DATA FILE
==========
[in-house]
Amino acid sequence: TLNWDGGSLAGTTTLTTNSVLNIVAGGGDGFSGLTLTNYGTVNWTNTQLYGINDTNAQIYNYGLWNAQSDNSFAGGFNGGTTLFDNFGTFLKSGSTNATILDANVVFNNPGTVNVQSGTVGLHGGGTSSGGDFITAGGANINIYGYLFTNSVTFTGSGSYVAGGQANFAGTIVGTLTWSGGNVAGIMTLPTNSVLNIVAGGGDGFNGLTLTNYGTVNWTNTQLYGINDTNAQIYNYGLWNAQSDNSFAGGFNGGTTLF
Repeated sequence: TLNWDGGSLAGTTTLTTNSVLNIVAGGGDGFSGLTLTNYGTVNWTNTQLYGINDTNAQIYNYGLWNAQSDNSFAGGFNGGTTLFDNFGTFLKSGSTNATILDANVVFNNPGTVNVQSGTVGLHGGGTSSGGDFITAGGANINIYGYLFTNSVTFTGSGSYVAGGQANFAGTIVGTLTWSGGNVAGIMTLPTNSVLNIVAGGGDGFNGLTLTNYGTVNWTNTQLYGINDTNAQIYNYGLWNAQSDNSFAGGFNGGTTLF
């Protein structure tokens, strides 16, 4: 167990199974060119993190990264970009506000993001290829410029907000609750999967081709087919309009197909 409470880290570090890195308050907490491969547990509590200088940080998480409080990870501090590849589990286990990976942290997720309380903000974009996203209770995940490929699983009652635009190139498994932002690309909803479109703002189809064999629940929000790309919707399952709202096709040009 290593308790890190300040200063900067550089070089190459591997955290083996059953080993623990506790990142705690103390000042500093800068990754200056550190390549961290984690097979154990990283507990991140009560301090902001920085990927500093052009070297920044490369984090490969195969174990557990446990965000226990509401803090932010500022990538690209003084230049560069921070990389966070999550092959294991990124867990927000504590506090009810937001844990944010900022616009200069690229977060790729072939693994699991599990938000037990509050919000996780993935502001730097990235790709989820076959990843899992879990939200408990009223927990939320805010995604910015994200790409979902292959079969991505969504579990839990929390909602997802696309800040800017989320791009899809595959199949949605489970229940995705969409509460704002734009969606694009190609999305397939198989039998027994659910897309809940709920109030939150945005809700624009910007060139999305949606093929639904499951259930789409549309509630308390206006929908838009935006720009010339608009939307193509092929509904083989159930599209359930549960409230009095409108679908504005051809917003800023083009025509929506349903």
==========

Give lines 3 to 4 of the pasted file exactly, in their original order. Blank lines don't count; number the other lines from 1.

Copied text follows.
Repeated sequence: TLNWDGGSLAGTTTLTTNSVLNIVAGGGDGFSGLTLTNYGTVNWTNTQLYGINDTNAQIYNYGLWNAQSDNSFAGGFNGGTTLFDNFGTFLKSGSTNATILDANVVFNNPGTVNVQSGTVGLHGGGTSSGGDFITAGGANINIYGYLFTNSVTFTGSGSYVAGGQANFAGTIVGTLTWSGGNVAGIMTLPTNSVLNIVAGGGDGFNGLTLTNYGTVNWTNTQLYGINDTNAQIYNYGLWNAQSDNSFAGGFNGGTTLF
């Protein structure tokens, strides 16, 4: 167990199974060119993190990264970009506000993001290829410029907000609750999967081709087919309009197909 409470880290570090890195308050907490491969547990509590200088940080998480409080990870501090590849589990286990990976942290997720309380903000974009996203209770995940490929699983009652635009190139498994932002690309909803479109703002189809064999629940929000790309919707399952709202096709040009 290593308790890190300040200063900067550089070089190459591997955290083996059953080993623990506790990142705690103390000042500093800068990754200056550190390549961290984690097979154990990283507990991140009560301090902001920085990927500093052009070297920044490369984090490969195969174990557990446990965000226990509401803090932010500022990538690209003084230049560069921070990389966070999550092959294991990124867990927000504590506090009810937001844990944010900022616009200069690229977060790729072939693994699991599990938000037990509050919000996780993935502001730097990235790709989820076959990843899992879990939200408990009223927990939320805010995604910015994200790409979902292959079969991505969504579990839990929390909602997802696309800040800017989320791009899809595959199949949605489970229940995705969409509460704002734009969606694009190609999305397939198989039998027994659910897309809940709920109030939150945005809700624009910007060139999305949606093929639904499951259930789409549309509630308390206006929908838009935006720009010339608009939307193509092929509904083989159930599209359930549960409230009095409108679908504005051809917003800023083009025509929506349903």